The Indian Vulture (Gyps indicus) is an Old World vulture and is closely related to the Griffon Vulture, G. fulvus. It breeds mainly on hilly crags in central and peninsular India. The birds in the northern part of its range once considered a subspecies are now considered a separate species, the Slender-billed Vulture Gyps tenuirostris. These were lumped together under the name Long-billed Vulture.
The species breeds mainly on cliffs, but is known to use trees to nest in Rajasthan. Like other vultures it is a scavenger, feeding mostly from carcasses of dead animals which it finds by soaring over savannah and around human habitation. They often move in flocks.
The Long-billed Vulture is a typical vulture, with a bald head, very broad wings and short tail feathers. It is smaller and less heavily-built than the Eurasian Griffon, usually weighing between 5.5 and 6.3 kg (12–13.9 lbs) and measuring 80–103 cm (31–41 in) long and 1.96 to 2.38 m (6.4 to 7.8 ft) across the wings. It is distinguished from that species by its less buff body and wing coverts. It also lacks the whitish median covert bar shown by Griffon.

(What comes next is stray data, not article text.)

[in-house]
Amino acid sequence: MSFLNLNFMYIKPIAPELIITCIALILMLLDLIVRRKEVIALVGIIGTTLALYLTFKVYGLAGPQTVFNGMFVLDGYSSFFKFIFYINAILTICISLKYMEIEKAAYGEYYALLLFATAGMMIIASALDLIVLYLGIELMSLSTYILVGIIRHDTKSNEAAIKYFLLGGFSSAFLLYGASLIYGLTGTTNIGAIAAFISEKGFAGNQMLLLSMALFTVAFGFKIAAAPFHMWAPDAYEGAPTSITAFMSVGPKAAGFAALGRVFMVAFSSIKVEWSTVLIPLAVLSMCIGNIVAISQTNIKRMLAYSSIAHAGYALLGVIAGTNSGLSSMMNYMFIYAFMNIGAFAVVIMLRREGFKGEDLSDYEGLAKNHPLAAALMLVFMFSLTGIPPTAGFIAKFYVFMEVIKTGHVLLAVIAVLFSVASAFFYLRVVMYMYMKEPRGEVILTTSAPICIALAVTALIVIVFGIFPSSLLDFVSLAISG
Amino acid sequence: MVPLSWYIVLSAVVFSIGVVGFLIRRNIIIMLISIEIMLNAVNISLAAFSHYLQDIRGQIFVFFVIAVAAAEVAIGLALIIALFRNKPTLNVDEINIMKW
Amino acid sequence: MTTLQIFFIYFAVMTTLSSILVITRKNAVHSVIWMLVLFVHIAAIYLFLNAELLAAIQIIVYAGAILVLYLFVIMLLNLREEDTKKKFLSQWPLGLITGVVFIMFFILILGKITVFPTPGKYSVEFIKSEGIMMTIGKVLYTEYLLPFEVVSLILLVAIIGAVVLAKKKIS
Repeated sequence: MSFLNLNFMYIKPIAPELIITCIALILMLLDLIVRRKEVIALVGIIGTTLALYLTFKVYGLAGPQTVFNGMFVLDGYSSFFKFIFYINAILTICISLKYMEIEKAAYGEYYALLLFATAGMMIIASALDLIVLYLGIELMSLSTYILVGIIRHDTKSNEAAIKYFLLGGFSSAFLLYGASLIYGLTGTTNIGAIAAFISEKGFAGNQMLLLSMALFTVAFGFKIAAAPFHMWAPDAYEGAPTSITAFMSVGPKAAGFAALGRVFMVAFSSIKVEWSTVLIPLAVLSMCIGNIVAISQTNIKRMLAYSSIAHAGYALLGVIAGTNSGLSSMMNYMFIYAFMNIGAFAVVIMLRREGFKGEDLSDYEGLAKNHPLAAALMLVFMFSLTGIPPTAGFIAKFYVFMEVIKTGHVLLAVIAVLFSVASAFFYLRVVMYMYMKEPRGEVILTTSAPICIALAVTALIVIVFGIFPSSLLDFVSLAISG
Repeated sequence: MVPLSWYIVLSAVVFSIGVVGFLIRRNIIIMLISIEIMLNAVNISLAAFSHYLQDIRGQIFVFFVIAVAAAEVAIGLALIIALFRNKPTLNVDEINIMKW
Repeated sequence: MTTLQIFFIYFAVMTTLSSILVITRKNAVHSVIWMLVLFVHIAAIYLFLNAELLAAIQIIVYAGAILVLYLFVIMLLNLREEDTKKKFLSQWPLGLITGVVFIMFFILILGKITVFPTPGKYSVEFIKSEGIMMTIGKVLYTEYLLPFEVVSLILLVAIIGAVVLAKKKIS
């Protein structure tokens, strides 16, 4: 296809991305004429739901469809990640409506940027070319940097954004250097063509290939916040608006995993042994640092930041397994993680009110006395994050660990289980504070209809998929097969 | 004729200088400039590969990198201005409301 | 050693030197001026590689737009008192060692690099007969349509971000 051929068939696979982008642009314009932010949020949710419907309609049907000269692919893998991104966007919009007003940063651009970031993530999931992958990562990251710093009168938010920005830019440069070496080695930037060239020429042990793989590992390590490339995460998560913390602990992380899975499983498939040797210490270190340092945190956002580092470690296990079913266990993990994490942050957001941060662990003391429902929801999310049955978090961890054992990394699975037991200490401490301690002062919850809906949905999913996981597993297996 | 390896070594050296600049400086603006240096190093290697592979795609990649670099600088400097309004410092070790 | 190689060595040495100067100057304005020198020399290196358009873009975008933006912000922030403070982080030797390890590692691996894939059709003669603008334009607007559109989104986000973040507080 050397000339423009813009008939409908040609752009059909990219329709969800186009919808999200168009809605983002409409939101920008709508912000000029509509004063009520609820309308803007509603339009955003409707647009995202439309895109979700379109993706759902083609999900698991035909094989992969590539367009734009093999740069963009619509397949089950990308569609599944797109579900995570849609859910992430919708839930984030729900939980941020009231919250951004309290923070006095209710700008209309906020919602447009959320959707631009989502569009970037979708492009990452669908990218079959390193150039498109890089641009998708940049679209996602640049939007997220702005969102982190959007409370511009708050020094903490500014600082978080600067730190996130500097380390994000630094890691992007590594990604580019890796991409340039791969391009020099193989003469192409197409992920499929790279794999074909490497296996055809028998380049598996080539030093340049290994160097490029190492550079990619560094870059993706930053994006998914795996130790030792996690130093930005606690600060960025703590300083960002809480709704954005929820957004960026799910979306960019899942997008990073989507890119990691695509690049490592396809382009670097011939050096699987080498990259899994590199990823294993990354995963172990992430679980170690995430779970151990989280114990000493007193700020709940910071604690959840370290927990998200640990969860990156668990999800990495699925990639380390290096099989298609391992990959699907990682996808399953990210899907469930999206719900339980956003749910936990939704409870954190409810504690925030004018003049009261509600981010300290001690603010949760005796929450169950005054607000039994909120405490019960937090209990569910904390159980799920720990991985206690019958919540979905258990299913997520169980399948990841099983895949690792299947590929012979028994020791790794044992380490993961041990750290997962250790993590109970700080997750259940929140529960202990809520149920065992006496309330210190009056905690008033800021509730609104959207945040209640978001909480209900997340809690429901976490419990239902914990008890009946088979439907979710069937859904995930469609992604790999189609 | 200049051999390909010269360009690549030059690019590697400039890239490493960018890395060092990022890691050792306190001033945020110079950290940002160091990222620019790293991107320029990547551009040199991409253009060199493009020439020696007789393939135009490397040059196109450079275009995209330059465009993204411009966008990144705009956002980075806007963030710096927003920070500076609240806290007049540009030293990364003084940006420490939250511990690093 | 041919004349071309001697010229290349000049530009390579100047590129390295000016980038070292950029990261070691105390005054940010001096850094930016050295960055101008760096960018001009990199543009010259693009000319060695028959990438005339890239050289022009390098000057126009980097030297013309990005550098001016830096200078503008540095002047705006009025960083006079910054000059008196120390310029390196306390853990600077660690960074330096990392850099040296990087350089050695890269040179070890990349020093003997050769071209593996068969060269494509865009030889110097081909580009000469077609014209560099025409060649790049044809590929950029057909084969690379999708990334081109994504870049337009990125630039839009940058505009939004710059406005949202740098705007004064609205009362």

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... The vultures are long lived and slow in breeding, so the programmes are expected to take decades ... Vultures reach breeding age at about 5 years old ...